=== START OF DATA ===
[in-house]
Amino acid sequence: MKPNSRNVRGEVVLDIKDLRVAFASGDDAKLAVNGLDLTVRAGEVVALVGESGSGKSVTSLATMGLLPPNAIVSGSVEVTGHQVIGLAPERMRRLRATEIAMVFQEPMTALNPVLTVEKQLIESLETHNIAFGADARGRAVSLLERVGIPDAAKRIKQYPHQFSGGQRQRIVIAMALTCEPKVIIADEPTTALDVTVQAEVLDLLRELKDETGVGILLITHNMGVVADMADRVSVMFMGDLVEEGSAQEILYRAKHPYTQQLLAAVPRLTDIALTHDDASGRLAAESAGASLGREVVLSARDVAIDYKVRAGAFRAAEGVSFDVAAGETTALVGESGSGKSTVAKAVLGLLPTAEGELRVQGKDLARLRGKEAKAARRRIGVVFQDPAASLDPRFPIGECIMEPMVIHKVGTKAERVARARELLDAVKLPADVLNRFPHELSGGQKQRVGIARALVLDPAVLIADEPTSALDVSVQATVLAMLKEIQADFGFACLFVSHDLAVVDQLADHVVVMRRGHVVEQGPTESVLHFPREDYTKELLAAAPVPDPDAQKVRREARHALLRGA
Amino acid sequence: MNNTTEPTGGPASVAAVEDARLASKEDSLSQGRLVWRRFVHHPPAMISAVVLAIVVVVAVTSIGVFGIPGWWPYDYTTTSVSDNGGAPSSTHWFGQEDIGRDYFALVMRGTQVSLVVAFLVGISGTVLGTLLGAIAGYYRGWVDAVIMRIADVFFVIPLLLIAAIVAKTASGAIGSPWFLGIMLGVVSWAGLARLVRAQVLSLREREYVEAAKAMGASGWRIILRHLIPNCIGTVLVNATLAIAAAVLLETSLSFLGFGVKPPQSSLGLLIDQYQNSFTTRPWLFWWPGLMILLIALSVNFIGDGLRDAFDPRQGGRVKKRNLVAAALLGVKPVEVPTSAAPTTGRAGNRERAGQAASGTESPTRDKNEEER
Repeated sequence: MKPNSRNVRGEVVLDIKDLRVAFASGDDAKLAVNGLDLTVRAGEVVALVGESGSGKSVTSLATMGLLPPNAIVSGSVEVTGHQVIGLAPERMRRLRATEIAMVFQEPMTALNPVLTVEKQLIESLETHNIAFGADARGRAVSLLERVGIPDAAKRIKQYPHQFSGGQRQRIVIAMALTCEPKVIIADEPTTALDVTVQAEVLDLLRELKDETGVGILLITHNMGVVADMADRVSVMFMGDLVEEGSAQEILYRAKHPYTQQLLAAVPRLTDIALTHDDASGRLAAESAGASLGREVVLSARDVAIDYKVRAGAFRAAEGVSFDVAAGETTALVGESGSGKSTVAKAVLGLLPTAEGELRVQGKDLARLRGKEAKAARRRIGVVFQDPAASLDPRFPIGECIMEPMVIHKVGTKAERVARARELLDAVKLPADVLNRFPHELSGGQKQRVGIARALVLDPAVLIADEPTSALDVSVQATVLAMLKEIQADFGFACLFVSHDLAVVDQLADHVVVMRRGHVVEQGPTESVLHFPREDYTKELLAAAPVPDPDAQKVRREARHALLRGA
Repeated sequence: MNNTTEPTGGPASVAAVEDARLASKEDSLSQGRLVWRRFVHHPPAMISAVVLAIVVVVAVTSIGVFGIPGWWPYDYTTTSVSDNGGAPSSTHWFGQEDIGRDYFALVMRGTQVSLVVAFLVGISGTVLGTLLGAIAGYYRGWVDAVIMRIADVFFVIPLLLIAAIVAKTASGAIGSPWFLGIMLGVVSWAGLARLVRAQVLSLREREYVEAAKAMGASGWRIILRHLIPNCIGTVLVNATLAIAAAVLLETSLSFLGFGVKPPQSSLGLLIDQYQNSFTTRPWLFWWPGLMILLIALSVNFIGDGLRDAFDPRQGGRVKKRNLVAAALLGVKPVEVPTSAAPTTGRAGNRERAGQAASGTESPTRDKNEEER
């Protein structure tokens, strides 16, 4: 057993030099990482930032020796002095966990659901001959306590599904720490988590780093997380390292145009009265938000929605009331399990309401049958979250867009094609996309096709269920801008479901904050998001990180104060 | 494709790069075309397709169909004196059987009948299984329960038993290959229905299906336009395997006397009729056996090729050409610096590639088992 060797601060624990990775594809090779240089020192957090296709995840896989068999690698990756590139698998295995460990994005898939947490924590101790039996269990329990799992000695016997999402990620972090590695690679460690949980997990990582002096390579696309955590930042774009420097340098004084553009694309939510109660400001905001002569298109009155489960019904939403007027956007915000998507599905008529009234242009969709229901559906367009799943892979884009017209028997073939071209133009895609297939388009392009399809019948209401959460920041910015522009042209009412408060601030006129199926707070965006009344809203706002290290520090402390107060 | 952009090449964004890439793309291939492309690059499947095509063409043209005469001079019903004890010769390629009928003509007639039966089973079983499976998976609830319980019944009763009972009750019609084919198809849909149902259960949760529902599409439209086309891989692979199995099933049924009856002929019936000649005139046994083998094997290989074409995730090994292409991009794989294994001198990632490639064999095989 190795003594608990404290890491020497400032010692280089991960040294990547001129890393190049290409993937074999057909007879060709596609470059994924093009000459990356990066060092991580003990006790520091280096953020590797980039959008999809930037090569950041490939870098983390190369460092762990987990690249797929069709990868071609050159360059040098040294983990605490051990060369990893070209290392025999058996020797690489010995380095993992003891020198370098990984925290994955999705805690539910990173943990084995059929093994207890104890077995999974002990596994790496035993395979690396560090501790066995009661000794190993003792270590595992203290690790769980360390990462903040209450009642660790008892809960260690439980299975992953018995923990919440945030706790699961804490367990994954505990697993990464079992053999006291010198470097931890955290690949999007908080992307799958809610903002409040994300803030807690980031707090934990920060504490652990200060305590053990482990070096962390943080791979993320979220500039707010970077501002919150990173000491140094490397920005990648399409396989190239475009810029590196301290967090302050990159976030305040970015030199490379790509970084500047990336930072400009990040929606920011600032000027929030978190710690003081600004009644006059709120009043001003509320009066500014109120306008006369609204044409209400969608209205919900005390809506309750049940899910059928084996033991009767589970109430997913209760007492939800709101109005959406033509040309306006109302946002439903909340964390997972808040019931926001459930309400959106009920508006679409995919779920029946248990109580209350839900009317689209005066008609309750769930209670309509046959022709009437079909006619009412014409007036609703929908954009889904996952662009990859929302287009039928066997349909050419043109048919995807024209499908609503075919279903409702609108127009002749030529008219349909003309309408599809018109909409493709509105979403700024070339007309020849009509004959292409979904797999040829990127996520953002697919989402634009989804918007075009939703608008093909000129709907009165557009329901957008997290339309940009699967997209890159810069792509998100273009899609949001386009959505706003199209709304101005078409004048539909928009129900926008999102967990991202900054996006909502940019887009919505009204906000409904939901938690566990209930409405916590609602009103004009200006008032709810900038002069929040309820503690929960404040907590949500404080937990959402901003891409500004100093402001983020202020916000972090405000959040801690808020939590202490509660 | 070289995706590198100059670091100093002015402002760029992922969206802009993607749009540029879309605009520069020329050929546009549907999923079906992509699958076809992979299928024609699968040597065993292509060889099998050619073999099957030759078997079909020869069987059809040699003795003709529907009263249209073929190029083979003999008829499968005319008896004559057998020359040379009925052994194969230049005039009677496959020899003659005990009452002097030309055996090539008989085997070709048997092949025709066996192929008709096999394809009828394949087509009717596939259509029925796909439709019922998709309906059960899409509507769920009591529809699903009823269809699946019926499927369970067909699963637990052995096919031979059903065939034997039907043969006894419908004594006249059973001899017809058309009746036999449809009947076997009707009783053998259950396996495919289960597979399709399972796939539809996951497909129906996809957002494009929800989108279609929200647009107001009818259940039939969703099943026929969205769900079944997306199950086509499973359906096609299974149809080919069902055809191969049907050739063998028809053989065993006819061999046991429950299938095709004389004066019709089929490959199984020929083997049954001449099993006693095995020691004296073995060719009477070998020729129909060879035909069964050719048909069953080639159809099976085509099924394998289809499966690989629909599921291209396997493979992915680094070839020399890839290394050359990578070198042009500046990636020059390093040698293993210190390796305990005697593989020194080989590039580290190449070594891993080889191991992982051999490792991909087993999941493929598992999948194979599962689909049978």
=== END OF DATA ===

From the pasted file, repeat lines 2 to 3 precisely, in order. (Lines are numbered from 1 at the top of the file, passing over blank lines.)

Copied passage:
Amino acid sequence: MKPNSRNVRGEVVLDIKDLRVAFASGDDAKLAVNGLDLTVRAGEVVALVGESGSGKSVTSLATMGLLPPNAIVSGSVEVTGHQVIGLAPERMRRLRATEIAMVFQEPMTALNPVLTVEKQLIESLETHNIAFGADARGRAVSLLERVGIPDAAKRIKQYPHQFSGGQRQRIVIAMALTCEPKVIIADEPTTALDVTVQAEVLDLLRELKDETGVGILLITHNMGVVADMADRVSVMFMGDLVEEGSAQEILYRAKHPYTQQLLAAVPRLTDIALTHDDASGRLAAESAGASLGREVVLSARDVAIDYKVRAGAFRAAEGVSFDVAAGETTALVGESGSGKSTVAKAVLGLLPTAEGELRVQGKDLARLRGKEAKAARRRIGVVFQDPAASLDPRFPIGECIMEPMVIHKVGTKAERVARARELLDAVKLPADVLNRFPHELSGGQKQRVGIARALVLDPAVLIADEPTSALDVSVQATVLAMLKEIQADFGFACLFVSHDLAVVDQLADHVVVMRRGHVVEQGPTESVLHFPREDYTKELLAAAPVPDPDAQKVRREARHALLRGA
Amino acid sequence: MNNTTEPTGGPASVAAVEDARLASKEDSLSQGRLVWRRFVHHPPAMISAVVLAIVVVVAVTSIGVFGIPGWWPYDYTTTSVSDNGGAPSSTHWFGQEDIGRDYFALVMRGTQVSLVVAFLVGISGTVLGTLLGAIAGYYRGWVDAVIMRIADVFFVIPLLLIAAIVAKTASGAIGSPWFLGIMLGVVSWAGLARLVRAQVLSLREREYVEAAKAMGASGWRIILRHLIPNCIGTVLVNATLAIAAAVLLETSLSFLGFGVKPPQSSLGLLIDQYQNSFTTRPWLFWWPGLMILLIALSVNFIGDGLRDAFDPRQGGRVKKRNLVAAALLGVKPVEVPTSAAPTTGRAGNRERAGQAASGTESPTRDKNEEER